Searching across hundreds of databases

Our searching services are busy right now. Your search will reload in five seconds.

X
Forgot Password

If you have forgotten your password you can enter your email here and get a temporary password sent to your email.

Two regulatory steps of ER-stress sensor Ire1 involving its cluster formation and interaction with unfolded proteins.

Chaperone protein BiP binds to Ire1 and dissociates in response to endoplasmic reticulum (ER) stress. However, it remains unclear how the signal transducer Ire1 senses ER stress and is subsequently activated. The crystal structure of the core stress-sensing region (CSSR) of yeast Ire1 luminal domain led to the controversial suggestion that the molecule can bind to unfolded proteins. We demonstrate that, upon ER stress, Ire1 clusters and actually interacts with unfolded proteins. Ire1 mutations that affect these phenomena reveal that Ire1 is activated via two steps, both of which are ER stress regulated, albeit in different ways. In the first step, BiP dissociation from Ire1 leads to its cluster formation. In the second step, direct interaction of unfolded proteins with the CSSR orients the cytosolic effector domains of clustered Ire1 molecules.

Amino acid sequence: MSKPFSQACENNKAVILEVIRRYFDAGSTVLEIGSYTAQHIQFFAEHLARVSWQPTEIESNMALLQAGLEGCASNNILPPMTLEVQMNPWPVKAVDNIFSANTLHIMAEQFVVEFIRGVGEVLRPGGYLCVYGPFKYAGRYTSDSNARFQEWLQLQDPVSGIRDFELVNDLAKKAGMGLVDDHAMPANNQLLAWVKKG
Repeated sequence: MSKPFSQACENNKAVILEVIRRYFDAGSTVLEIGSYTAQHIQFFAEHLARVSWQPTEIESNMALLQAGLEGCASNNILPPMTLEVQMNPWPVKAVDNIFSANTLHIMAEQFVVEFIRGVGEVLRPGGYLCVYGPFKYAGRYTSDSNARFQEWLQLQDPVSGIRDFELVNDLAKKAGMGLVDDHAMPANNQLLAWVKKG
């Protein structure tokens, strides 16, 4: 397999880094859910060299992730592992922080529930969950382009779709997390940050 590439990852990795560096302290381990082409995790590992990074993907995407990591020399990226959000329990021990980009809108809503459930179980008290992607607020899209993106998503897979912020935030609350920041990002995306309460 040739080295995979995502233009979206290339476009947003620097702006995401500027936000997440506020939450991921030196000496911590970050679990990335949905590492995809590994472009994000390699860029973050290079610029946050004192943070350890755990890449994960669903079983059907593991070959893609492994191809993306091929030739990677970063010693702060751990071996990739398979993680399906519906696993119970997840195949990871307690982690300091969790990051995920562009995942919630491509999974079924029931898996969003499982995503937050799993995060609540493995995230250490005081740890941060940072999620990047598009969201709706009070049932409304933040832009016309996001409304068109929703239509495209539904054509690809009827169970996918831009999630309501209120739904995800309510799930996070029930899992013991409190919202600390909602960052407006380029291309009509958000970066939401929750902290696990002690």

Pubmed ID: 17923530 RIS Download

Mesh terms: Endoplasmic Reticulum | Enzyme Activation | Fungal Proteins | HSP70 Heat-Shock Proteins | Membrane Glycoproteins | Models, Biological | Protein Folding | Protein-Serine-Threonine Kinases | Saccharomyces cerevisiae Proteins

Publication data is provided by the National Library of Medicine ® and PubMed ®. Data is retrieved from PubMed ® on a weekly schedule. For terms and conditions see the National Library of Medicine Terms and Conditions.

This is a list of tools and resources that we have found mentioned in this publication.


SGD

A curated database that provides comprehensive integrated biological information for Saccharomyces cerevisiae along with search and analysis tools to explore these data. SGD allows researchers to discover functional relationships between sequence and gene products in fungi and higher organisms. The SGD also maintains the S. cerevisiae Gene Name Registry, a complete list of all gene names used in S. cerevisiae which includes a set of general guidelines to gene naming. Protein Page provides basic protein information calculated from the predicted sequence and contains links to a variety of secondary structure and tertiary structure resources. Yeast Biochemical Pathways allows users to view and search for biochemical reactions and pathways that occur in S. cerevisiae as well as map expression data onto the biochemical pathways. Literature citations are provided where available.

tool

View all literature mentions